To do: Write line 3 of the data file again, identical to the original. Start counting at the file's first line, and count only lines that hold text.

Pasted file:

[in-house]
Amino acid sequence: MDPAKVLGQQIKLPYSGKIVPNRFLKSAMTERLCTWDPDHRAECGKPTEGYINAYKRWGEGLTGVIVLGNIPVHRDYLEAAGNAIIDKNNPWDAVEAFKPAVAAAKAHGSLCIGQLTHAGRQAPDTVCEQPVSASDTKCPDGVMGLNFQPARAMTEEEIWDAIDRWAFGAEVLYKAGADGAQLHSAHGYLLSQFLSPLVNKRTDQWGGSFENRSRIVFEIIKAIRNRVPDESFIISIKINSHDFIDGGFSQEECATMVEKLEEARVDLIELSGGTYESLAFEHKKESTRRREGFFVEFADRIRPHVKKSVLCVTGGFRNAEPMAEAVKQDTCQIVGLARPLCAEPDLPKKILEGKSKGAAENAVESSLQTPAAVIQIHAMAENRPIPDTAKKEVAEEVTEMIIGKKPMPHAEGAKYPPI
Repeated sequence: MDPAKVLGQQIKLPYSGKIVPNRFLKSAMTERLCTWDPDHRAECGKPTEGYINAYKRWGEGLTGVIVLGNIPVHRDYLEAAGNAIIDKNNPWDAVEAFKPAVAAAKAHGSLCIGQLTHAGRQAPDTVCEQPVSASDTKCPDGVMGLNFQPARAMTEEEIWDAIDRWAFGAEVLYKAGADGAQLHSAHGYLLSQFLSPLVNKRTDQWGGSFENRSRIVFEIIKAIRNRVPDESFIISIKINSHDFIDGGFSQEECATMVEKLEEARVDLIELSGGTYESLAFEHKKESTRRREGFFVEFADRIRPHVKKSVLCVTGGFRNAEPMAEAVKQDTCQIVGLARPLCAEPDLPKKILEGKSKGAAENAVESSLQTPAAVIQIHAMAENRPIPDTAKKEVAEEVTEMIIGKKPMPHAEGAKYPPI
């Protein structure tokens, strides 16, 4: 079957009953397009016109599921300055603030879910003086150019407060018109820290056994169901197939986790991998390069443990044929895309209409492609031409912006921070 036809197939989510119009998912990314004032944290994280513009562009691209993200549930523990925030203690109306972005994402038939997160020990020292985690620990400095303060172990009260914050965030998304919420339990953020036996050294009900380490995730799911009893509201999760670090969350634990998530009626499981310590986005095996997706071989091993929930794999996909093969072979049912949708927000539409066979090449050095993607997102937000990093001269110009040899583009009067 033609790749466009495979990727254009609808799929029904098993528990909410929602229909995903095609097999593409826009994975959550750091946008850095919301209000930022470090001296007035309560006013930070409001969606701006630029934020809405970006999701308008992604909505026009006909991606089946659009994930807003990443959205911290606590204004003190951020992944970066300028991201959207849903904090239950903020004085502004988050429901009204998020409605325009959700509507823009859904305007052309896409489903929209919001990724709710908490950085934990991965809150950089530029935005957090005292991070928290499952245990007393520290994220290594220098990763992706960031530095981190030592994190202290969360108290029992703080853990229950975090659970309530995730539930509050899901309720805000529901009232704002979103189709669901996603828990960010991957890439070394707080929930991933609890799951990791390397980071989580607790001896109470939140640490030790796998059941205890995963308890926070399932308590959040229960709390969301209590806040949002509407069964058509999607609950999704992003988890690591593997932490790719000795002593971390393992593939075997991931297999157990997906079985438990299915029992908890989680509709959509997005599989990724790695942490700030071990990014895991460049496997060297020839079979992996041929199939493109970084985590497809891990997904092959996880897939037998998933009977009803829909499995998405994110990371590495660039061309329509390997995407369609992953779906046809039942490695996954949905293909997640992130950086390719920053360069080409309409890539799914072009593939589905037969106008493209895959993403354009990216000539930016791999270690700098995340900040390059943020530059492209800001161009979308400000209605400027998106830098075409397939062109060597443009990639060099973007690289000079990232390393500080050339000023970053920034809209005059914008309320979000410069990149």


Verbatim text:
Repeated sequence: MDPAKVLGQQIKLPYSGKIVPNRFLKSAMTERLCTWDPDHRAECGKPTEGYINAYKRWGEGLTGVIVLGNIPVHRDYLEAAGNAIIDKNNPWDAVEAFKPAVAAAKAHGSLCIGQLTHAGRQAPDTVCEQPVSASDTKCPDGVMGLNFQPARAMTEEEIWDAIDRWAFGAEVLYKAGADGAQLHSAHGYLLSQFLSPLVNKRTDQWGGSFENRSRIVFEIIKAIRNRVPDESFIISIKINSHDFIDGGFSQEECATMVEKLEEARVDLIELSGGTYESLAFEHKKESTRRREGFFVEFADRIRPHVKKSVLCVTGGFRNAEPMAEAVKQDTCQIVGLARPLCAEPDLPKKILEGKSKGAAENAVESSLQTPAAVIQIHAMAENRPIPDTAKKEVAEEVTEMIIGKKPMPHAEGAKYPPI